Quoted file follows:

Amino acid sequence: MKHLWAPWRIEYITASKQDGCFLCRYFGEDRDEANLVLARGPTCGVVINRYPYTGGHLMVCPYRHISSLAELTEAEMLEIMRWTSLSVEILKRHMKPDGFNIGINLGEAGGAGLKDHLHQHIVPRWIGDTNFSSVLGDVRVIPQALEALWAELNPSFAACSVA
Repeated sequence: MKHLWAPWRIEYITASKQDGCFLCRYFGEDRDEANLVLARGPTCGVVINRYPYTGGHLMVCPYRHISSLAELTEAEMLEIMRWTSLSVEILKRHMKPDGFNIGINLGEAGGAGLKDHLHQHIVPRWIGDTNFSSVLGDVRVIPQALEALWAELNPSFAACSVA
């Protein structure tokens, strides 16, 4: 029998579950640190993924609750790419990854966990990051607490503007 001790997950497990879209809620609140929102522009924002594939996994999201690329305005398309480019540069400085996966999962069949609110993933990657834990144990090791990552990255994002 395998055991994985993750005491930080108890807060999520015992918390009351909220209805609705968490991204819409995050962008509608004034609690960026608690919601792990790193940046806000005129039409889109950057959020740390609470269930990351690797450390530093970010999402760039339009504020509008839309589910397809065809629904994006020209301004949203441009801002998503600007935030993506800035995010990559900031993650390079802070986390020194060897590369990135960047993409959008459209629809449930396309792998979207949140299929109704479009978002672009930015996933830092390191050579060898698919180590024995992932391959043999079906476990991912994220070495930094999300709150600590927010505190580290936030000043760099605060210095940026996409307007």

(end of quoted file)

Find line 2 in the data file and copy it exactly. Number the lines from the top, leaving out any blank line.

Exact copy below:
Repeated sequence: MKHLWAPWRIEYITASKQDGCFLCRYFGEDRDEANLVLARGPTCGVVINRYPYTGGHLMVCPYRHISSLAELTEAEMLEIMRWTSLSVEILKRHMKPDGFNIGINLGEAGGAGLKDHLHQHIVPRWIGDTNFSSVLGDVRVIPQALEALWAELNPSFAACSVA